Jumbo-sized (greater than 6.4 cm and less than 8.9 cm in diameter) tubers are multisegmented, bearing five to six dominant buds. Tuber surfaces are brown (RHS 200C) with the cortical area yellow–orange (RHS 15C).

Performance

Caladium 75-14 was evaluated for tuber production and plant performance at the Gulf Coast Research and Education Center in Wimauma, FL, in 2005 and 2006. The soil was EauGallie fine sand with ≈1% organic matter and pH of 6.2. Plants were grown on plastic-mulched raised beds with a constant water table maintained using a seep irrigation system (Geraldson et al., 1965). In 2005, ground beds were fumigated on 25 Feb. (6 weeks before planting) with a mixture of 67% methyl bromide and 33% chloropicrin (by volume) at the rate of 392 kg·ha−1, and in 2006, the beds were fumigated on 10 Mar., 10 d before planting, with the same fumigant mixture but at 196 kg·ha−1. The beds were 91 cm wide and 20 cm high with 2.54-cm caladium seed pieces (tuber pieces) planted 15 cm apart in three rows. Osmocote 18N–2.6P–10K 8–9 month controlled-release fertilizer (Scotts Co., Marysville, OH) was applied to the bed surface when shoots were emerging from the soil with nitrogen at 336 kg·ha−1. Tubers were harvested in Nov. 2005 and Dec. 2006, respectively. Dried tubers were graded by their maximum diameter: No. 2 (greater than 2.5 cm and less than 3.8 cm), No. 1 (greater than 3.8 cm and less than 6.4 cm), Jumbo (greater than 6.4 cm and less than 8.9 cm), Mammoth (greater than 8.9 cm and less than 11.4 cm), and Super Mammoth (greater than 11.4 cm). A production index (an indicator of economic value of the harvested tubers from each plot) was calculated: N (No. 2) + 2N (No. 1) + 4N (Jumbo) + 6N (Mammoth) + 8N (Super Mammoth), where N is the number of tubers in the grade.

Field plots were organized in a randomized complete block design consisting of three replications. Each plot was 1.2 m2 and was planted with 30 propagules (tuber pieces). Three major commercial cultivars that had a similar coloration pattern (spotted) were also planted in the field as controls to assess the tuber yield and plant performance of caladium 75-14. They were: ‘Galaxy’ (fancy-leaved, vigorous), ‘Gingerland’ (lance-leaved, prostrate), and ‘Miss Muffet’ (fancy-leaved, dwarf). An analysis of variance was conducted using the GLM procedure in the SAS program followed by mean separation by protected Fisher's least square difference (SAS Institute, 2003).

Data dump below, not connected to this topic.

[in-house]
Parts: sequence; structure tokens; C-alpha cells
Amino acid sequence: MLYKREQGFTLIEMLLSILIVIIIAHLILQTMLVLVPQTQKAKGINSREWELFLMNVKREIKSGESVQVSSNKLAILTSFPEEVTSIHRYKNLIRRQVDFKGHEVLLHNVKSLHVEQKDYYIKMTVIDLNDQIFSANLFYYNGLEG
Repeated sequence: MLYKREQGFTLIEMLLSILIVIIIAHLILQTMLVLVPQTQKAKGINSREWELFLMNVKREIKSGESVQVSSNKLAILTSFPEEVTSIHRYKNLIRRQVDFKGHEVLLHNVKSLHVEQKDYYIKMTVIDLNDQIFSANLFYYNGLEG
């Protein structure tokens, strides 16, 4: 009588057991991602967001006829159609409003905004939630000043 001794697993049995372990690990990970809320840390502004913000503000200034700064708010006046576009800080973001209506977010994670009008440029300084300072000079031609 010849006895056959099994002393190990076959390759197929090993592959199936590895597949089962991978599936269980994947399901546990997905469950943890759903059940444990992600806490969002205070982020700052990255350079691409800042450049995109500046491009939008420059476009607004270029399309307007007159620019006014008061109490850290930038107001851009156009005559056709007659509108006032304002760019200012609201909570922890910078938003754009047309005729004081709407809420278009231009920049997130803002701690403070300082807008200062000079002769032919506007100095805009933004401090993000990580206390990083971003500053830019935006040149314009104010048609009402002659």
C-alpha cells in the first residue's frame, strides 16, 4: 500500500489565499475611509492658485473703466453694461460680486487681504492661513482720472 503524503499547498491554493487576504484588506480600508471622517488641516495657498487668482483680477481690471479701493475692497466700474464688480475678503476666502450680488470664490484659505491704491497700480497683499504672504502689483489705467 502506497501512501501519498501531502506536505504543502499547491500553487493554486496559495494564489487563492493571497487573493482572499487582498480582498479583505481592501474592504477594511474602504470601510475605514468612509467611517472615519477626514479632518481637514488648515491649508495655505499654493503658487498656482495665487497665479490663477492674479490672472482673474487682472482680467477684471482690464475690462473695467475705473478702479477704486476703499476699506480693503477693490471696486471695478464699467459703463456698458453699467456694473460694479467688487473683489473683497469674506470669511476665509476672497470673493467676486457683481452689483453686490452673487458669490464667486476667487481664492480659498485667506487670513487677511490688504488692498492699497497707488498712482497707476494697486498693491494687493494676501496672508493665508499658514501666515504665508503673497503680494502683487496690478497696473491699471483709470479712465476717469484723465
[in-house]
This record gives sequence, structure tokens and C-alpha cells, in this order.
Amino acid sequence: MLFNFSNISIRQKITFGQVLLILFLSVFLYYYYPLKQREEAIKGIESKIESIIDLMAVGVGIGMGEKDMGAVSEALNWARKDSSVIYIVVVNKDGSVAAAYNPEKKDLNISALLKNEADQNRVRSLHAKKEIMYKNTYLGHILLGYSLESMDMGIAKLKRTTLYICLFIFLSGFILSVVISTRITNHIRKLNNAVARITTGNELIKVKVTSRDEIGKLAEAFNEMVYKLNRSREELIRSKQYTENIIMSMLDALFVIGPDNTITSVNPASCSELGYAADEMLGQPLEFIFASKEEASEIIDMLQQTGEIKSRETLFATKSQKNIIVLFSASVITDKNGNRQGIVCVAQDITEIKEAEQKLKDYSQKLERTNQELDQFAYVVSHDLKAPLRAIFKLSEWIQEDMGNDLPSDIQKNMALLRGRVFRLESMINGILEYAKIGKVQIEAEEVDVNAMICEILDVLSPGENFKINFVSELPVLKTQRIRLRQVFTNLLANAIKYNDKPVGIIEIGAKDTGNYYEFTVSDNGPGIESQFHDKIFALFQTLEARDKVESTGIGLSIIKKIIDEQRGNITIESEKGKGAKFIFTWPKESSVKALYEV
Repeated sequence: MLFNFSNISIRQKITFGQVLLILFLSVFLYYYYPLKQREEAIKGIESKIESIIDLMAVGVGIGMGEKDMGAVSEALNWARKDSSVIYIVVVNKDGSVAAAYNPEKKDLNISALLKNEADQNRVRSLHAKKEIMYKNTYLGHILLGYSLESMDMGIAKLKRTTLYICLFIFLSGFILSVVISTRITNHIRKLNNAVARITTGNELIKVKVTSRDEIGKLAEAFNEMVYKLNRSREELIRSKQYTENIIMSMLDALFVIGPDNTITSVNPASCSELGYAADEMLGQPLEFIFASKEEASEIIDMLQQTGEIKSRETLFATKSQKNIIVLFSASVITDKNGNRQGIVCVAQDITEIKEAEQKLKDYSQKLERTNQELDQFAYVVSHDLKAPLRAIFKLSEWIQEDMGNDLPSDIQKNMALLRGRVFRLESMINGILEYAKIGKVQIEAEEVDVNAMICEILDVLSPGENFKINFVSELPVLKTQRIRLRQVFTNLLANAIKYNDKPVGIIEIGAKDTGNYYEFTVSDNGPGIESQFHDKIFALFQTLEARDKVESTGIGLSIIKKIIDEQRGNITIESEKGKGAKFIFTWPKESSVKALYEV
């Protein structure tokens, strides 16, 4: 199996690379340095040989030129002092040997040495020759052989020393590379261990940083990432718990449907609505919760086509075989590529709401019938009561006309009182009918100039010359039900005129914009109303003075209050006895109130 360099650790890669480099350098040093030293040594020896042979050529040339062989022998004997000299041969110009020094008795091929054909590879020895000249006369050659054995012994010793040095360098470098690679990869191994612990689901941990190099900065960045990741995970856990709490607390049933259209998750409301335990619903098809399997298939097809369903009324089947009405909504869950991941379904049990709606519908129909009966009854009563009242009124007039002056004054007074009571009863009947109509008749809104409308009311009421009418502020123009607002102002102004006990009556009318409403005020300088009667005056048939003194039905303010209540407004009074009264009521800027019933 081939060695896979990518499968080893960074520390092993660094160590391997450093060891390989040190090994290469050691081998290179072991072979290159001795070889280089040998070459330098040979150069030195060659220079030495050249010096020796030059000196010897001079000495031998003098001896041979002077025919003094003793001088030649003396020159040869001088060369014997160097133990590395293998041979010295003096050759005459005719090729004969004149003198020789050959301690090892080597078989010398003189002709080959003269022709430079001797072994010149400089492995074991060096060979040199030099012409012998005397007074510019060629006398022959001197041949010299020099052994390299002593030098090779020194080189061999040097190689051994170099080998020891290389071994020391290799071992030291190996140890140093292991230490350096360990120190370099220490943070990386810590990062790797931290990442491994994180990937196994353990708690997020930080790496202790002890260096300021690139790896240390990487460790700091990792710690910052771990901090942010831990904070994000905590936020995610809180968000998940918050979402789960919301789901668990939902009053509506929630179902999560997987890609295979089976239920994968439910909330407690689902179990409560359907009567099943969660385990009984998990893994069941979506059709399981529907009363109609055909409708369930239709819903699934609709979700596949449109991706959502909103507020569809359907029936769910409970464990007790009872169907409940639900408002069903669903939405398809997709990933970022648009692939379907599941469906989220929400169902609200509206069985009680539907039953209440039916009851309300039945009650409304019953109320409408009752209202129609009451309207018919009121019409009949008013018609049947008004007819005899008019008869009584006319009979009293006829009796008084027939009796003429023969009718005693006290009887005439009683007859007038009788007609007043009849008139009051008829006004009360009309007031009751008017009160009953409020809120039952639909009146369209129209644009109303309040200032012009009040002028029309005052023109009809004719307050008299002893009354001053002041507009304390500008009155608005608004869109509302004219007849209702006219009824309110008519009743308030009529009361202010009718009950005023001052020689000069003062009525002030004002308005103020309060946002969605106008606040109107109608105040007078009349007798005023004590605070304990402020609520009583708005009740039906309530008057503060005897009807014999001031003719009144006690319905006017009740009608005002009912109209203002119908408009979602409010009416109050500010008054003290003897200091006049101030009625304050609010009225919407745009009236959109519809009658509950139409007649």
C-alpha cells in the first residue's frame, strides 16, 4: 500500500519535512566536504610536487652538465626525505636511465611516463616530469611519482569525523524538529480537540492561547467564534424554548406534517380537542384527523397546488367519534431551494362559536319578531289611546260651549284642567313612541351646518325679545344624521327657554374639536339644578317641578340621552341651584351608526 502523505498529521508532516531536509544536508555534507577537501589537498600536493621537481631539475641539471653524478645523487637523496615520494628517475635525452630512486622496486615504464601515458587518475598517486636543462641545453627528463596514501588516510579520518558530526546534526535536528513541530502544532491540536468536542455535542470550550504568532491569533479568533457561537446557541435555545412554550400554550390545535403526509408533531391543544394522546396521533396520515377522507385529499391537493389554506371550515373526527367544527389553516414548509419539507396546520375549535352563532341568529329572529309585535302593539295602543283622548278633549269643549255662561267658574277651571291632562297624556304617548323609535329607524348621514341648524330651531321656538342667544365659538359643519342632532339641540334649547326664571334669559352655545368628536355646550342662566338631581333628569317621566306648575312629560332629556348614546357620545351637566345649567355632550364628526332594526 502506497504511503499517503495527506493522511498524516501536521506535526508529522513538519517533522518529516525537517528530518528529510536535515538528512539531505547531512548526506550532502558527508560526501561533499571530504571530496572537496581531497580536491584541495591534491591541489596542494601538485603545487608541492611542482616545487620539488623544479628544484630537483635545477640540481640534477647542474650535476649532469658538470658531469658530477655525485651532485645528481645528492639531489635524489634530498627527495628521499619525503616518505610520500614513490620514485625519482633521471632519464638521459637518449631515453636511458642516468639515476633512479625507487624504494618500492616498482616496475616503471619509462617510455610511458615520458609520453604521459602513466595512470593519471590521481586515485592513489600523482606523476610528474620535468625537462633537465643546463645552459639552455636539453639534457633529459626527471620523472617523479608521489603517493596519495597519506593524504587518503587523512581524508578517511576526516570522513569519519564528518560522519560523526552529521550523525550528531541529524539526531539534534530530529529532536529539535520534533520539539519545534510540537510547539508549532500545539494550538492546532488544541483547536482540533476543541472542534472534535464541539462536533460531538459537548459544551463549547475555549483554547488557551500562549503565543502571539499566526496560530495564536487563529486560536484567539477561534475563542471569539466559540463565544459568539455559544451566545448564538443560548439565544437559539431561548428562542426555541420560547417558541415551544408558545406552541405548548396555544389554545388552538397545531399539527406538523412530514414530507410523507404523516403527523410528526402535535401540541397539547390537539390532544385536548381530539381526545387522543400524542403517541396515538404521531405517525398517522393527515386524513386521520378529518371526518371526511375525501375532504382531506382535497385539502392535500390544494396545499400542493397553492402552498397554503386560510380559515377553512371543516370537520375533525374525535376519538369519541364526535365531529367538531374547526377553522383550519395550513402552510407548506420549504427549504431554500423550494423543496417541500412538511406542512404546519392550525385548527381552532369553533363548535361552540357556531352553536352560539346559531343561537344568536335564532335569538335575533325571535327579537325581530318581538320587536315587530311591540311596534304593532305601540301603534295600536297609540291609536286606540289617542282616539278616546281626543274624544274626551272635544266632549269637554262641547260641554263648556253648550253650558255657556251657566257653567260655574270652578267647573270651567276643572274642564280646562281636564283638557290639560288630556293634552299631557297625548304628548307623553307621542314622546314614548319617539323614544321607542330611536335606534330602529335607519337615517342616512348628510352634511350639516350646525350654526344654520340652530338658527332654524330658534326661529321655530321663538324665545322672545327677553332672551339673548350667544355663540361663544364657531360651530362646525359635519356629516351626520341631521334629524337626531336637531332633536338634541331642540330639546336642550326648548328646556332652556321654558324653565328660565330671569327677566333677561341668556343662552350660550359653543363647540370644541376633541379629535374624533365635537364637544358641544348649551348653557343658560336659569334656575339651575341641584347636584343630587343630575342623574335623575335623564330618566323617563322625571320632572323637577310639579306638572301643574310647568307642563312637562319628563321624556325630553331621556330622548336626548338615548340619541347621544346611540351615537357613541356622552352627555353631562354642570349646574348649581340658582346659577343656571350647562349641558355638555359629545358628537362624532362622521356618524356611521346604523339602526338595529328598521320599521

Compared with the controls, caladium 75-14 was the most productive in 2005 (Table 1). Its tuber weight was 42%, 77%, and 160% greater and its production index was 51%, 25%, and 115% greater than that of ‘Galaxy’, ‘Gingerland’, and ‘Miss Muffet’, respectively. Caladium 75-14 produced a similar number of marketable tubers as ‘Gingerland’, but produced 69% and 56% more tubers than ‘Galaxy’ and ‘Miss Muffet’, respectively. In 2006, caladium 75-14 was also more productive than ‘Gingerland’ and ‘Miss Muffet’: tuber weight 48% and 220% greater, production index 41% and 126% greater, and number of marketable tubers 78% and 81% greater than that of ‘Gingerland’ and ‘Miss Muffet’, respectively. Tuber weight of caladium 75-14 in 2006 was 27% less than that of ‘Galaxy’, but caladium 75-14 produced 18% more marketable tubers than ‘Galaxy’ and both had the same production index. As much as 80% to 90% of the marketable tubers produced by caladium 75-14 were in the No. 1, Jumbo, Mammoth, and even Super Mammoth categories.

Table 1.

Tuber weights, production index, and tuber grade distribution of caladium 75-14 and three commercial cultivars (controls) harvested in 2005 and 2006.z

Table 1.

Landscape performance of caladium 75-14 grown under full-sun conditions was evaluated in 2005 and 2006 on the same plots used for assessing tuber production. Plant height, number of leaves, and leaf sizes were recorded ≈4 months after planting. Three plants in the center of each plot (with 30 plants) were randomly selected for the objective measurements. Plants in each plot were also evaluated for overall plant quality and leaf sunburn tolerance, three times in the 2005 growing season and two times in the 2006 growing season. The scale for plant quality evaluation was 1 to 5 with 1 being very poor (few leaves and lack of vigor) and 5 being excellent (full plants, numerous leaves, and bright color display). The scale for leaf sunburn tolerance was also 1 to 5 with 1 being very susceptible to sunburn (leaves having numerous sun-damaged areas or holes) and 5 being resistant to sunburn (no visible sun-damaged areas).